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The state of the Dutch economy

Inflation will fall from 4.1% in 2023 to 2.9% in 2024. Economic growth is low at 0.1% in 2023, but should edge up to 0.3% in 2024. These figures were revealed in our December 2023 Autumn Projections.

Low inflation

After a record high of 11.6% in 2022, inflation fell to 4.1% in 2023. We expect a further drop to 2.9% in 2024, hitting closer to the 2% target at 2.2% by 2025. The main causes are lower energy prices and central bank interest rate hikes.

Want to know more about inflation? Find more information here

Low economic growth

Our economy grew by 0.1% in 2023. This is sharply lower than in 2022, when growth was extra strong thanks to the recovery from the COVID-19 pandemic. In the years ahead, growth will be slightly higher, at 0.3% in 2024 and 1% in 2025.

The main causes of the economy's cooling are the downturn in global trade and the European Central Bank's monetary policy, which is needed to fight high inflation.

Read more about ECB policy

Public sector deficit to rise sharply in the coming years

The general government budget deficit is still limited to 0.9% of GDP in 2023. However, this situation will deteriorate rapidly in the years ahead, partly because more interest has to be paid on government debt. The deficit will then increase towards the EU threshold of 3%.

Unemployment rises somewhat

Unemployment remains low at 3.6% in 2023, but rises to 4% in 2024. Wages rise sharply, by 5.9% in 2023 and 5.7% in 2024.

Our Spring and Autumn Projections

DNB issues projections for the Dutch economy over the current and the next two years. We develop them together with the European Central Bank (ECB) and other central banks in the euro area. The ECB aggregates national projections into macroeconomic projections for the euro area as a whole. This is how we contribute to the ECB’s decision-making on monetary policy. And every six months we present our national projections and analyses in the Spring and Autumn Projections. Based on our projections and analyses, we provide advice on economic issues to the government and other policymakers. Our Spring and Autumn Projections and our studies provide insight into the basis of our advice.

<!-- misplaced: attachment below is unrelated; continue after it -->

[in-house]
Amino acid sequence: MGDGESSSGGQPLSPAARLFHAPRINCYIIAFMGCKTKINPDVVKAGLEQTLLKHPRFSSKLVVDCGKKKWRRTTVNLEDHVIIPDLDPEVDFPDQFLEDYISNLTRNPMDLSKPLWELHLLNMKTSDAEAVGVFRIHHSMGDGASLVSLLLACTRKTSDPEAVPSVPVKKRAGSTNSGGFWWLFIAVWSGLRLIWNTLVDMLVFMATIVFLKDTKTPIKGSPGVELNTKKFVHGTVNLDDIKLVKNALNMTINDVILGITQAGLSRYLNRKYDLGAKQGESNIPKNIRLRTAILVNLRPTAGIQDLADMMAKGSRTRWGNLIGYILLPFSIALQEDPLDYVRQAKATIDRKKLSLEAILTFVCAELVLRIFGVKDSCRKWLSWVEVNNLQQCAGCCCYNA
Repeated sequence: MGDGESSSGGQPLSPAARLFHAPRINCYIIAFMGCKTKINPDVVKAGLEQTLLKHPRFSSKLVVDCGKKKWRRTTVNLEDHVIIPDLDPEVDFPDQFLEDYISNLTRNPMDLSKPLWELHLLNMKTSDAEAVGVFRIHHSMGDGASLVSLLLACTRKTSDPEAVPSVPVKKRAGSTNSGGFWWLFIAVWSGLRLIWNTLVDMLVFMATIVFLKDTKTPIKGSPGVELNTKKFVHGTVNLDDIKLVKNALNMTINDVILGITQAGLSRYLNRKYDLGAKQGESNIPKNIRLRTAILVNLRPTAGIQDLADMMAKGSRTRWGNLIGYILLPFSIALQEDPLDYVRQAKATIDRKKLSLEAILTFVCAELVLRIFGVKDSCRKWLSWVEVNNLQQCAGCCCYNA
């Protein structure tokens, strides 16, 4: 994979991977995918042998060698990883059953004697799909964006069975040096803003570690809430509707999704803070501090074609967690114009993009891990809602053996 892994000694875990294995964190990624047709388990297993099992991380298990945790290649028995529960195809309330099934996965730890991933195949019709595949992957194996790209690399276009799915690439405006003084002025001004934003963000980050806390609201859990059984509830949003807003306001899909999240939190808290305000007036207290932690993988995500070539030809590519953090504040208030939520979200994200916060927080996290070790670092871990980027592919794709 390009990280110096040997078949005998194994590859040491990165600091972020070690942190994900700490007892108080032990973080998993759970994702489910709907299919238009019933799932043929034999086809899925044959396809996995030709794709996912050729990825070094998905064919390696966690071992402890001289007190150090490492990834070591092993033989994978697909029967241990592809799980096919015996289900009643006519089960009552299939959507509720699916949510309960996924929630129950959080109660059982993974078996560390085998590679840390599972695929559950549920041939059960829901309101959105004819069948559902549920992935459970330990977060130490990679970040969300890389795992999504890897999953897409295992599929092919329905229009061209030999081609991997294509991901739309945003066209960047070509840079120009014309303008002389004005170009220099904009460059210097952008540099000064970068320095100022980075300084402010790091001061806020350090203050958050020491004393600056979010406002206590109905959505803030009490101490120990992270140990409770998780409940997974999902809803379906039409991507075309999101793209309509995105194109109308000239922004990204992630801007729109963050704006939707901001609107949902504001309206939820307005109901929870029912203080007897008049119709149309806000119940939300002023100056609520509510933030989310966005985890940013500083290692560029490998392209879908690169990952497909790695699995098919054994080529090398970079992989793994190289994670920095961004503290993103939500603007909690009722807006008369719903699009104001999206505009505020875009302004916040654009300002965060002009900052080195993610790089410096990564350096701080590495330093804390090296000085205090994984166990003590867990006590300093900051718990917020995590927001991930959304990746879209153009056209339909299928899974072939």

What is the short-term outlook?

The DNB business cycle indicator allows us to identify changes in Dutch economic developments up to six months ahead. We look at consumer confidence in economic conditions, expected business activity in Germany, new manufacturing orders, manufacturing materials procurement and interest rates.

The DNB business cycle indicator (the red line in the figure) turned upwards in March 2024. This means the indicator suggests the economic cycle has bottomed out and that the upward phase of the growth cycle has started.

Read more: Turnaround in the economy

Business cycle indicator

How do we prepare our projections?

We prepare our projections for the Dutch economy with a macroeconomic model named DELFI. We also use it to assess the consequences for the Dutch economy of changes in economic policy or economic conditions. Would you like to try this out, too? Get behind the controls of the Dutch economy with our DELFI-Tool and discover, for example, the consequences of higher energy prices or higher wages.

Publications about the state of our economy

We regularly publish studies, news releases and speeches on current economic topics. You can find these under ‘Interesting articles’ on this page, under ‘Publications’ or by using the search option.

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